Colder weather means some changes to how we exercise. Of course, it’s harder to motivate yourself to get outside for a run or bike ride when the temperature drops, and the shorter days compress our schedules, but there are changes in your body that affect your ability to exercise too. For many people with arthritis or other joint problems, cold weather brings more complaints of pain.

To stay warm, our bodies narrow blood vessels to reduce blood flow to the skin, and more superficial muscles. That means that there is an increased risk of muscle strains in the cold. There is also an increased strain on the heart because of the narrowed blood vessels.

This isn’t to say that you shouldn’t be active outdoors in the cold, it just means you may have to make a few changes to your routine.¬†Here are a few to consider:

Warm up the right way, even in the cold

A good warm-up is always important, but because of the tendency for joints to be stiffer, and blood flow to muscles to be reduced in the cold, it’s even more important that you do it right this time of year.¬†To start, do something to get your heart rate up a bit, maybe a brisk walk or light jog. Next, follow that up with a dynamic warm-up rather than static stretches. This could include walking or jogging while pulling your knees up high to your chest. Maybe some high kicks in front of you with straight knees to get your hamstrings loosened. A walking lunge with an upper-body twist can get your whole body moving. Cater your warm-up to what you have planned in your workout. If you’re not sure how it should look, ask your physical therapist!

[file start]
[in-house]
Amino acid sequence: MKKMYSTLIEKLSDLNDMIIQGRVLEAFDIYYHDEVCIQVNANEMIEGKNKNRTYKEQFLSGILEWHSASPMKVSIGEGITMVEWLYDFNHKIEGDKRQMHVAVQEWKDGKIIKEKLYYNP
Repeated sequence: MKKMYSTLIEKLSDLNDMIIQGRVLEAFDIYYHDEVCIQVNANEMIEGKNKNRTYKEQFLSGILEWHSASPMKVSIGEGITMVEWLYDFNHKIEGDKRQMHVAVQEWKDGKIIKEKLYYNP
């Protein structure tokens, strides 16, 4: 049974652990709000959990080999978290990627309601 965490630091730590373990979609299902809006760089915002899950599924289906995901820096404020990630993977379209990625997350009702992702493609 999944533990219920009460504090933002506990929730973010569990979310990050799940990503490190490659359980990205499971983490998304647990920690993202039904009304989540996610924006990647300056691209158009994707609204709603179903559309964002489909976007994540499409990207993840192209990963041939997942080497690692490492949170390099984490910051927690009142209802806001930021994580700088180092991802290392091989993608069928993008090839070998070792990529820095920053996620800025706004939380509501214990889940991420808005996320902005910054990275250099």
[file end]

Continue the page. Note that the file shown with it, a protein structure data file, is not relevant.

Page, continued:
Dress accordingly – layer up!

Dressing in layers allows you to adjust your insulation to your activity level. After you warm-up, you might want to take off a layer to avoid getting too hot during your main activity. You’ll have it there later to put back on when your activity level drops and you start getting too cold.

Don’t forget about the sun either – just because it’s cold doesn’t mean the UV rays are gone. Sunscreen and sunglasses aren’t just for the summer. A lip balm with SPF can protect you not only from the sun but from the wind too.

Hydration is just as important in the cold weather

Drink water before, during, and after your workout. The temperature may be down, but you’ll still sweat and you’ll still lose water vapor in your breath. The drier air in winter lets your sweat evaporate more quickly, so it’s easy to underestimate how much fluid you’ve lost. What does this mean? Hydration is just as important in cold weather as it is in the hot summer months.

Cool Down

When you’re done, don’t rush to get inside and crawl under a blanket. Cool down properly. Keep moving with a walk or another form of active recovery to let your heart rate come down. After exercise is the right place for static stretching. You can also head inside for some foam rolling or self-massage.

The days being shorter and the temperatures being lower don’t mean you’re stuck inside for all of your exercise. If you follow these tips, you can safely keep moving outside. If you’d like a customized warm-up or cool down, or have questions about your exercise routine, your physical therapist is a great person to ask!

*Thank you to the APTA Private Practice Section for providing the content for this blog.

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By |2021-11-05T20:01:13+00:00November 5th, 2021|Uncategorized|Comments Off on When the Weather Gets Cold, Make These Changes to Your Warm Up

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About the Author:

Colleen Schutt has held various positions at Onondaga PT over the years and you may have seen her in any of our 5 locations. Colleen is currently our Director of Marketing. She is passionate about spreading the word to the community that Onondaga Physical Therapy is the best choice when you need to return to living, working and playing even better when an injury has set you back.
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